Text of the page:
UK Lawmakers Act to Repeal Ban on Religious Marriage for Gays
Though gay and lesbian families enjoy civil partnerships in the U.K., they have not been allowed under law to celebrate their unions with religious ceremonies--even if their faith is open and affirming. That is set to change now that the House of Lords has voted to overturn the restriction.
The vote, which took place on March 2, passed 95-21, and was hailed by GLBT equality advocates. Peter Tatchell, the leader of OutRage!, issued a statement on the vote, calling it "another advance for gay equality and religious freedom," a press release from the group said.
"Allowing faith organizations to make their own decisions on whether to conduct same-sex civil partnerships is the democratic and decent thing to do," Tatchell continued. "By banning religious civil partnerships, the current law is denying religious bodies the right to treat gay couples equally. It is forcing them to discriminate, even when many of them do not want to.
"The Quakers, Unitarians, Metropolitan Community Church and liberal synagogues wish to conduct civil partnership ceremonies and should be allowed to do so," Tatchell pointed out, going on to note that, "Following a change in the law, we expect civil partnerships will be conducted by gay-affirmative religions, including the Unitarians and Quakers, and some Anglican churches and liberal synagogues."
Even as lawmakers are moving toward true family parity, opinion polls show that the country is ready to embrace gay and lesbian families as fully equal to heterosexual unions. An article from last June 27 in UK newspaper The Times showed that a solid majority--61%--were in favor of full and equal marriage rights for gay and lesbian families.
Moreover, in stark contrast to the United States, where marriage equality has been rescinded in two states after anti-gay activists aired ads claiming that children would be taught about gay families in school, a majority in the U.K.--51%--approve of students learning about non-heterosexual households.
Moreover, an even greater majority--68%--say that GLBTs should have "full equal rights" that put them on the same footing in society and before the law.
With public opinion so solidly in favor of equal rights for the U.K.’s gay and lesbian citizens, the article said, religious denominations that sought to impose restrictions on the liberties of GLBTs were looking "out of touch."
Indeed, religious conservatives were displeased at the vote, worrying that churches would eventually be forced to provide marriage ceremonies to same-sex couples even if they are doctrinally opposed to intimate, committed life partnerships between people of the same gender. A March 3 article in U.K. newspaper The Daily Mail reported that the Church of England remains in opposition to marriage equality, and noted that the Pope, who had recently criticized British anti-discrimination laws, would likely denounce the vote.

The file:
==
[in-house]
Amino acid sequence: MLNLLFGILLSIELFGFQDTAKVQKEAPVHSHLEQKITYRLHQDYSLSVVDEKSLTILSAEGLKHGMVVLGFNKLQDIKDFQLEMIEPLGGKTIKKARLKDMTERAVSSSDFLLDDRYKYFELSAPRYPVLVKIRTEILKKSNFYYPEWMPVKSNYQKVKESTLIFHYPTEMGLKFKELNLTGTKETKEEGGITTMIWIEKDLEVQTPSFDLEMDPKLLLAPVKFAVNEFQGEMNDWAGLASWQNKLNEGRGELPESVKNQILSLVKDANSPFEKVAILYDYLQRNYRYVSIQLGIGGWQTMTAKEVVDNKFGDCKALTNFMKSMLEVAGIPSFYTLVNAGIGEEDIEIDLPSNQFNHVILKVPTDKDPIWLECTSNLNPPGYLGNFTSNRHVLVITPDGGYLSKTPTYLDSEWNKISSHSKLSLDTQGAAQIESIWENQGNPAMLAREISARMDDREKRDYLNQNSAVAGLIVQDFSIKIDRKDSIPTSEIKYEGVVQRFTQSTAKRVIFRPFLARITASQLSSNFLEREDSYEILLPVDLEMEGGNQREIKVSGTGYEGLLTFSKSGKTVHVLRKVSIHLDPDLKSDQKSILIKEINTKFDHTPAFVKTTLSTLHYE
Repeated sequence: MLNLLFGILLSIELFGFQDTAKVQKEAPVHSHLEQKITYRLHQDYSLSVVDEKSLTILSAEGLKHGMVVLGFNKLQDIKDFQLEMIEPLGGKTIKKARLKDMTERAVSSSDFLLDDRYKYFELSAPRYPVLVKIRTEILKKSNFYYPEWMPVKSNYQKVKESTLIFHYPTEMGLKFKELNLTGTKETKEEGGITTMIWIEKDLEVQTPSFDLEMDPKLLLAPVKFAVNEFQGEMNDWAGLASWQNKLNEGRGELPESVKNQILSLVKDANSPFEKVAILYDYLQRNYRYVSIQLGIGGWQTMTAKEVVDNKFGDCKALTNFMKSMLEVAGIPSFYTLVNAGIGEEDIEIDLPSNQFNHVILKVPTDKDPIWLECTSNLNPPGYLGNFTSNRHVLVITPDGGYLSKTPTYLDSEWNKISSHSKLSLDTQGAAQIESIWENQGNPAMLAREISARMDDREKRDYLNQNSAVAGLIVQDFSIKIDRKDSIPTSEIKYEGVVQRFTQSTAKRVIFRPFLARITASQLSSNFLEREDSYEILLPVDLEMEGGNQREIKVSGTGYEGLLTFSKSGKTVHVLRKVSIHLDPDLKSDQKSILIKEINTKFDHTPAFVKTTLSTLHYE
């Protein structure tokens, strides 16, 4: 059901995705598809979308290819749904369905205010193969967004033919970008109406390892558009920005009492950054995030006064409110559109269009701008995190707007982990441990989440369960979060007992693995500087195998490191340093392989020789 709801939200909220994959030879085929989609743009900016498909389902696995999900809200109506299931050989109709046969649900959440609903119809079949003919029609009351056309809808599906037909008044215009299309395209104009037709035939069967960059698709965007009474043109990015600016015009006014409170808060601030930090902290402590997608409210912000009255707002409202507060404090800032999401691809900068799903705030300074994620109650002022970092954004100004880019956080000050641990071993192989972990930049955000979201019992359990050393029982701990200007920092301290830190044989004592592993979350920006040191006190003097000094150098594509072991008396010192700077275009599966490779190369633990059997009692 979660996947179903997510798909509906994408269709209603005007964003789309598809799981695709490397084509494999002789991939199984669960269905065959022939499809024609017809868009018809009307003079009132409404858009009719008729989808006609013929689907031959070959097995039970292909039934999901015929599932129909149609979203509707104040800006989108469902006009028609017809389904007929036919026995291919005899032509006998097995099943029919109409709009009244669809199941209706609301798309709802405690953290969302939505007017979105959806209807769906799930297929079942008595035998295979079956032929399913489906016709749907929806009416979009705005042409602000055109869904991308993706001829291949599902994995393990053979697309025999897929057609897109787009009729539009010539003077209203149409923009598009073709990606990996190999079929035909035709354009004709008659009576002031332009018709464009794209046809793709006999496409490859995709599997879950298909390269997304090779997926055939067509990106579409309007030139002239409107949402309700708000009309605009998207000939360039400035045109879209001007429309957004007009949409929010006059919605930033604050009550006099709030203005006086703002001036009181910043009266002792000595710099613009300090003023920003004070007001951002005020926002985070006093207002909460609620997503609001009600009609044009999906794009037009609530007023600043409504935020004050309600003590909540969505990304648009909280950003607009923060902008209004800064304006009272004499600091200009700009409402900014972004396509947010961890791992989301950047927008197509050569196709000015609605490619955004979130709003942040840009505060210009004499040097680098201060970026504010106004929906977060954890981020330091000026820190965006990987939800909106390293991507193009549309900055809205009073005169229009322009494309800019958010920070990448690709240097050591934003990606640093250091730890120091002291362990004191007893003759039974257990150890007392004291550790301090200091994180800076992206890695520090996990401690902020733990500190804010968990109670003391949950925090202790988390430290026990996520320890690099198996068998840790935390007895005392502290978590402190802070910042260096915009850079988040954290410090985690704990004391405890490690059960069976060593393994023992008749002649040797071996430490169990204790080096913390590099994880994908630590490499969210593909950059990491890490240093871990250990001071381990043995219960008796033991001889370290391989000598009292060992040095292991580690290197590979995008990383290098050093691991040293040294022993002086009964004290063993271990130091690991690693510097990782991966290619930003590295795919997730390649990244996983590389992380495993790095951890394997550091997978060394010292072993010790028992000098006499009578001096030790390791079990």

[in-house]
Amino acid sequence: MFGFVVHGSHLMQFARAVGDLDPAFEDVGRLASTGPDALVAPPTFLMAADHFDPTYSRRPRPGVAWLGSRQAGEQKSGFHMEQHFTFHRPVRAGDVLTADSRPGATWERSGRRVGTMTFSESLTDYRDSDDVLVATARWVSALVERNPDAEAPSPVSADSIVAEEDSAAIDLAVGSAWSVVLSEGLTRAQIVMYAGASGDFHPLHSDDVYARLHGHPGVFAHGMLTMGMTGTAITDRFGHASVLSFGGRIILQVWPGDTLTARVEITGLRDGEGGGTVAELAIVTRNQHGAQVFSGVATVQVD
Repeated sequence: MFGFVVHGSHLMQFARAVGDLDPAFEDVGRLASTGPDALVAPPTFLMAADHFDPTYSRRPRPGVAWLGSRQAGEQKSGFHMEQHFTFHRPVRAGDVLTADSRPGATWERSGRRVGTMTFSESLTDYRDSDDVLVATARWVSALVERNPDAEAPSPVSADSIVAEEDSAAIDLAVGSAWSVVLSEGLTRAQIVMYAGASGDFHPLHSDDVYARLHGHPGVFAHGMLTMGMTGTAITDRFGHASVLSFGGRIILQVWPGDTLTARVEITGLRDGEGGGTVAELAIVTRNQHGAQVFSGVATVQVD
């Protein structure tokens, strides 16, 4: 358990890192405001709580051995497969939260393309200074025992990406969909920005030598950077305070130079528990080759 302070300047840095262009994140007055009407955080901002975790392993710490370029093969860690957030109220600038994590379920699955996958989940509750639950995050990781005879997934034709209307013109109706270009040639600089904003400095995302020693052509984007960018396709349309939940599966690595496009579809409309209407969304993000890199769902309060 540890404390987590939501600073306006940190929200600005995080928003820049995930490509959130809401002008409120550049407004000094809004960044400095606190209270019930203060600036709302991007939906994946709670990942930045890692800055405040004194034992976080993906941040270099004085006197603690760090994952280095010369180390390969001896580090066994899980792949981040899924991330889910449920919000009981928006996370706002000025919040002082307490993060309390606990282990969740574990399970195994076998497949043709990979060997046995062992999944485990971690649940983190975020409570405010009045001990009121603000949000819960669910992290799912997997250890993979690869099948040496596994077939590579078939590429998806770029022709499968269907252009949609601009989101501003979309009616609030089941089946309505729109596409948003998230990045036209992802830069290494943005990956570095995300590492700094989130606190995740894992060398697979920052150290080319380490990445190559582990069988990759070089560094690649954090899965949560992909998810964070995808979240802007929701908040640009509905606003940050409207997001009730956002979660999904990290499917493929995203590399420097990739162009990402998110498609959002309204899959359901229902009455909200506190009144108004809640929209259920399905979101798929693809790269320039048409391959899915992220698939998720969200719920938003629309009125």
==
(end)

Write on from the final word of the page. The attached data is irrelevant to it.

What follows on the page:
The article also reported that openly gay lawmaker Waheed Alli had proposed the change. Alli said that the law sis not represent an "attack" on any religious institution, but rather upheld the freedom of everybody. "Religious freedom cannot begin and end with what one religion wants," Alli told the media, adding that the change "does not place an obligation on any religious organization to host civil partnerships in their buildings. But there are many gay and lesbian couples that want to share their civil partnership with the congregations that they worship with. And there are a number of religious organizations that want to allow gay and lesbian couples to do exactly that."
Lord Harries, who previously was the Bishop of Oxford, saw the change as liable to shore up the family, rather than harm it. "It actually strengthens marriage," said Harries. "The real enemy in our society is promiscuity, not permanent faith-based relationships."
But conservatives were not convinced. "The fundamental difficulty that many churches and faiths will have with this arguments is that we, like the Government and the courts, have been quite clear ever since civil partnerships were introduced that they are not the same as marriage," said the Rt. Rev. David James, the Bishop of Bradford.
"It is a step towards forcing churches to conduct same-sex unions that would go against their beliefs," declared the Christian Legal Center’s Andrea Williams. "Changing the law will further blur the distinction between marriage and what the Government put forward as a purely secular ceremony."
The measure still needs a vote from the House of Commons, where it is expected to pass.